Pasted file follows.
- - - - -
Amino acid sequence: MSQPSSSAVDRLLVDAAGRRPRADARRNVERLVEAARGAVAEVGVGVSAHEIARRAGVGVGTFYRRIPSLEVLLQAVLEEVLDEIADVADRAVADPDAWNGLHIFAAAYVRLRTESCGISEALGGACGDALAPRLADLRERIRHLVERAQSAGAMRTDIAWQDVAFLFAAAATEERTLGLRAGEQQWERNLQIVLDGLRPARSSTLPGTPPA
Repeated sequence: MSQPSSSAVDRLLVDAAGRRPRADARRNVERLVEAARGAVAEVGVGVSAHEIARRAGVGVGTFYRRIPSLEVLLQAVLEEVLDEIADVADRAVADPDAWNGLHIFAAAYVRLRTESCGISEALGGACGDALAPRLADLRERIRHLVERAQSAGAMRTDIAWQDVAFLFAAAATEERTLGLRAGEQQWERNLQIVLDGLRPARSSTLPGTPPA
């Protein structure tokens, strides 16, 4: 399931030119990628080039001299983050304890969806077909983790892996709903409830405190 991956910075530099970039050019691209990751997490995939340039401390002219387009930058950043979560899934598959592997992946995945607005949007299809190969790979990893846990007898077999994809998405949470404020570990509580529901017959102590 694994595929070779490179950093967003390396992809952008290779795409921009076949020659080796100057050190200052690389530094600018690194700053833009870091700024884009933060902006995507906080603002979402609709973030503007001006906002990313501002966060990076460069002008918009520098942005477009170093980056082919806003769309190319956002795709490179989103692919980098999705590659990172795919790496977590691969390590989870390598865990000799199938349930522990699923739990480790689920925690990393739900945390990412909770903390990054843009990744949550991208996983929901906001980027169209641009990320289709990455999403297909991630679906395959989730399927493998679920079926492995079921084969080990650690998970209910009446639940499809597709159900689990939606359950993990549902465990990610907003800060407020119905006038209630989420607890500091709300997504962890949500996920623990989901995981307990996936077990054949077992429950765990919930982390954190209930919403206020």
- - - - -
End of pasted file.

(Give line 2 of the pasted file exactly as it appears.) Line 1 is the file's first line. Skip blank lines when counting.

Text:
Repeated sequence: MSQPSSSAVDRLLVDAAGRRPRADARRNVERLVEAARGAVAEVGVGVSAHEIARRAGVGVGTFYRRIPSLEVLLQAVLEEVLDEIADVADRAVADPDAWNGLHIFAAAYVRLRTESCGISEALGGACGDALAPRLADLRERIRHLVERAQSAGAMRTDIAWQDVAFLFAAAATEERTLGLRAGEQQWERNLQIVLDGLRPARSSTLPGTPPA